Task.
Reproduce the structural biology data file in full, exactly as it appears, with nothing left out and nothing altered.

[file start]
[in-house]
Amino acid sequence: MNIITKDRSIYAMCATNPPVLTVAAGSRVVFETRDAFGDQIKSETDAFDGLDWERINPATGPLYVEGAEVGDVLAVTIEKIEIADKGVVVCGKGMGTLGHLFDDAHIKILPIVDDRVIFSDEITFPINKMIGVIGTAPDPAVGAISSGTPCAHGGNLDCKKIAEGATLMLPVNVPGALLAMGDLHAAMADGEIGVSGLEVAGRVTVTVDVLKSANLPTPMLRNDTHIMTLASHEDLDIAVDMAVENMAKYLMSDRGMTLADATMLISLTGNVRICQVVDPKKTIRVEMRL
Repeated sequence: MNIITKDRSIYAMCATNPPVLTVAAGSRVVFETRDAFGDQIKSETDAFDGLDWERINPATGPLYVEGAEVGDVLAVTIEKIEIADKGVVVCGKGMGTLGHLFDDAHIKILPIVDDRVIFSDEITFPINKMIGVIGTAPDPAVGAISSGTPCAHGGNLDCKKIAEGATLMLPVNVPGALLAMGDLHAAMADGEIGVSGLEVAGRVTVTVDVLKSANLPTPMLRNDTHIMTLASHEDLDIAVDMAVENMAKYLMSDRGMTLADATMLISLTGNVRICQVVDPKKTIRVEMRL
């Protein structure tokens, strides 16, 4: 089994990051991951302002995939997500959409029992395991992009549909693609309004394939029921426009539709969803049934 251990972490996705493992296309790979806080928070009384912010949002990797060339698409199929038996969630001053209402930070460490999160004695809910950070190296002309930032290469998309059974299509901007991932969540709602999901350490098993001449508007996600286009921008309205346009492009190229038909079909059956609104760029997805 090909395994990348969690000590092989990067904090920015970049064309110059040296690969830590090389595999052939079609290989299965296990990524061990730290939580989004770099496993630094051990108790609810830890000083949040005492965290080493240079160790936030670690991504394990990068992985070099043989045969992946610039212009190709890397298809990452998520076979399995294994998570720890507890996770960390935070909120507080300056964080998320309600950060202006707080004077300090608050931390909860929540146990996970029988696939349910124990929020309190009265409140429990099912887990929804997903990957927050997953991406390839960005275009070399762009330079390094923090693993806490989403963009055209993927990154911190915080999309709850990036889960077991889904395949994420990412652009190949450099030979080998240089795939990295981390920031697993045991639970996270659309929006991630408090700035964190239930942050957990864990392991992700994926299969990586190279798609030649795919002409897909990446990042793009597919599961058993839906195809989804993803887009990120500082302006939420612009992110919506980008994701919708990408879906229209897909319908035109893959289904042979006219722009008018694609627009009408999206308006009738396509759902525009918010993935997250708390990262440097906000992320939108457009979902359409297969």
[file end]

[in-house]
Amino acid sequence: MNIITKDRSIYAMCATNPPVLTVAAGSRVVFETRDAFGDQIKSETDAFDGLDWERINPATGPLYVEGAEVGDVLAVTIEKIEIADKGVVVCGKGMGTLGHLFDDAHIKILPIVDDRVIFSDEITFPINKMIGVIGTAPDPAVGAISSGTPCAHGGNLDCKKIAEGATLMLPVNVPGALLAMGDLHAAMADGEIGVSGLEVAGRVTVTVDVLKSANLPTPMLRNDTHIMTLASHEDLDIAVDMAVENMAKYLMSDRGMTLADATMLISLTGNVRICQVVDPKKTIRVEMRL
Repeated sequence: MNIITKDRSIYAMCATNPPVLTVAAGSRVVFETRDAFGDQIKSETDAFDGLDWERINPATGPLYVEGAEVGDVLAVTIEKIEIADKGVVVCGKGMGTLGHLFDDAHIKILPIVDDRVIFSDEITFPINKMIGVIGTAPDPAVGAISSGTPCAHGGNLDCKKIAEGATLMLPVNVPGALLAMGDLHAAMADGEIGVSGLEVAGRVTVTVDVLKSANLPTPMLRNDTHIMTLASHEDLDIAVDMAVENMAKYLMSDRGMTLADATMLISLTGNVRICQVVDPKKTIRVEMRL
């Protein structure tokens, strides 16, 4: 089994990051991951302002995939997500959409029992395991992009549909693609309004394939029921426009539709969803049934 251990972490996705493992296309790979806080928070009384912010949002990797060339698409199929038996969630001053209402930070460490999160004695809910950070190296002309930032290469998309059974299509901007991932969540709602999901350490098993001449508007996600286009921008309205346009492009190229038909079909059956609104760029997805 090909395994990348969690000590092989990067904090920015970049064309110059040296690969830590090389595999052939079609290989299965296990990524061990730290939580989004770099496993630094051990108790609810830890000083949040005492965290080493240079160790936030670690991504394990990068992985070099043989045969992946610039212009190709890397298809990452998520076979399995294994998570720890507890996770960390935070909120507080300056964080998320309600950060202006707080004077300090608050931390909860929540146990996970029988696939349910124990929020309190009265409140429990099912887990929804997903990957927050997953991406390839960005275009070399762009330079390094923090693993806490989403963009055209993927990154911190915080999309709850990036889960077991889904395949994420990412652009190949450099030979080998240089795939990295981390920031697993045991639970996270659309929006991630408090700035964190239930942050957990864990392991992700994926299969990586190279798609030649795919002409897909990446990042793009597919599961058993839906195809989804993803887009990120500082302006939420612009992110919506980008994701919708990408879906229209897909319908035109893959289904042979006219722009008018694609627009009408999206308006009738396509759902525009918010993935997250708390990262440097906000992320939108457009979902359409297969």